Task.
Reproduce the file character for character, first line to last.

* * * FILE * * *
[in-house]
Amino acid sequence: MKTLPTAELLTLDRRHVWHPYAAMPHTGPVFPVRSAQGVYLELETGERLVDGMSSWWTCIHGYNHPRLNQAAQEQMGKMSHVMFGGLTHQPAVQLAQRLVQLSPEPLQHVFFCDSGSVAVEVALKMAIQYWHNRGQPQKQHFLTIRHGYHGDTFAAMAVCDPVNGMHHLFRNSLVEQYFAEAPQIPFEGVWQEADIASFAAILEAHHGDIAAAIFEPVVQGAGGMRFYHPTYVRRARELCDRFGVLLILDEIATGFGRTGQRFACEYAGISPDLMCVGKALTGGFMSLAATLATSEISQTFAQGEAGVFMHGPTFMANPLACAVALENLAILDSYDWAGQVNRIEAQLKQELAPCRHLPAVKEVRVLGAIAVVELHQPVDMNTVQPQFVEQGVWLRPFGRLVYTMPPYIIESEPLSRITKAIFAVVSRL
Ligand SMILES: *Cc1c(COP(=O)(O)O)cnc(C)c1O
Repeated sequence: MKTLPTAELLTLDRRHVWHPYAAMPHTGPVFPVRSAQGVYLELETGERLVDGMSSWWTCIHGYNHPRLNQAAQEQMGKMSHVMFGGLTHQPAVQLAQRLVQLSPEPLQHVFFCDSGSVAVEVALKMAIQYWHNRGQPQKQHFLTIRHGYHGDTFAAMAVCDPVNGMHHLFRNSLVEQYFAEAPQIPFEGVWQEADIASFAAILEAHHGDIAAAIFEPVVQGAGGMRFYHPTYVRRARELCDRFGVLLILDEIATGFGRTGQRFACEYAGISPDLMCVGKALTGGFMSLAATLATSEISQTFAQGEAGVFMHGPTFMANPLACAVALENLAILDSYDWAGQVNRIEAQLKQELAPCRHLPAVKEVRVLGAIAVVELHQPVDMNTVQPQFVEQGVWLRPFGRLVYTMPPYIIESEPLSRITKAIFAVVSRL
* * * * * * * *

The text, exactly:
[in-house]
Amino acid sequence: MKTLPTAELLTLDRRHVWHPYAAMPHTGPVFPVRSAQGVYLELETGERLVDGMSSWWTCIHGYNHPRLNQAAQEQMGKMSHVMFGGLTHQPAVQLAQRLVQLSPEPLQHVFFCDSGSVAVEVALKMAIQYWHNRGQPQKQHFLTIRHGYHGDTFAAMAVCDPVNGMHHLFRNSLVEQYFAEAPQIPFEGVWQEADIASFAAILEAHHGDIAAAIFEPVVQGAGGMRFYHPTYVRRARELCDRFGVLLILDEIATGFGRTGQRFACEYAGISPDLMCVGKALTGGFMSLAATLATSEISQTFAQGEAGVFMHGPTFMANPLACAVALENLAILDSYDWAGQVNRIEAQLKQELAPCRHLPAVKEVRVLGAIAVVELHQPVDMNTVQPQFVEQGVWLRPFGRLVYTMPPYIIESEPLSRITKAIFAVVSRL
Ligand SMILES: *Cc1c(COP(=O)(O)O)cnc(C)c1O
Repeated sequence: MKTLPTAELLTLDRRHVWHPYAAMPHTGPVFPVRSAQGVYLELETGERLVDGMSSWWTCIHGYNHPRLNQAAQEQMGKMSHVMFGGLTHQPAVQLAQRLVQLSPEPLQHVFFCDSGSVAVEVALKMAIQYWHNRGQPQKQHFLTIRHGYHGDTFAAMAVCDPVNGMHHLFRNSLVEQYFAEAPQIPFEGVWQEADIASFAAILEAHHGDIAAAIFEPVVQGAGGMRFYHPTYVRRARELCDRFGVLLILDEIATGFGRTGQRFACEYAGISPDLMCVGKALTGGFMSLAATLATSEISQTFAQGEAGVFMHGPTFMANPLACAVALENLAILDSYDWAGQVNRIEAQLKQELAPCRHLPAVKEVRVLGAIAVVELHQPVDMNTVQPQFVEQGVWLRPFGRLVYTMPPYIIESEPLSRITKAIFAVVSRL